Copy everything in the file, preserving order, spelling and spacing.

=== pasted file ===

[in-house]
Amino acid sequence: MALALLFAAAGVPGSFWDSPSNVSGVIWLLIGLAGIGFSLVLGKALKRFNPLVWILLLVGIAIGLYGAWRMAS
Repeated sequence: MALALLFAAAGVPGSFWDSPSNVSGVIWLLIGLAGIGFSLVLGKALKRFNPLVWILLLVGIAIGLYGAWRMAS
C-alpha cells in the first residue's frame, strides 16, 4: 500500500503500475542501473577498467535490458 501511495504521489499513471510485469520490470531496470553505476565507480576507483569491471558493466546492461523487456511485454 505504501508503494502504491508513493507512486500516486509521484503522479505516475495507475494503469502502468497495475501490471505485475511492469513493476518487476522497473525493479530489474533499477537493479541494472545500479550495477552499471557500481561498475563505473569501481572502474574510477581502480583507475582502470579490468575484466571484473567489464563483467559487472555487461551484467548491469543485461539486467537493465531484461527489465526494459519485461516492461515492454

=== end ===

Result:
[in-house]
Amino acid sequence: MALALLFAAAGVPGSFWDSPSNVSGVIWLLIGLAGIGFSLVLGKALKRFNPLVWILLLVGIAIGLYGAWRMAS
Repeated sequence: MALALLFAAAGVPGSFWDSPSNVSGVIWLLIGLAGIGFSLVLGKALKRFNPLVWILLLVGIAIGLYGAWRMAS
C-alpha cells in the first residue's frame, strides 16, 4: 500500500503500475542501473577498467535490458 501511495504521489499513471510485469520490470531496470553505476565507480576507483569491471558493466546492461523487456511485454 505504501508503494502504491508513493507512486500516486509521484503522479505516475495507475494503469502502468497495475501490471505485475511492469513493476518487476522497473525493479530489474533499477537493479541494472545500479550495477552499471557500481561498475563505473569501481572502474574510477581502480583507475582502470579490468575484466571484473567489464563483467559487472555487461551484467548491469543485461539486467537493465531484461527489465526494459519485461516492461515492454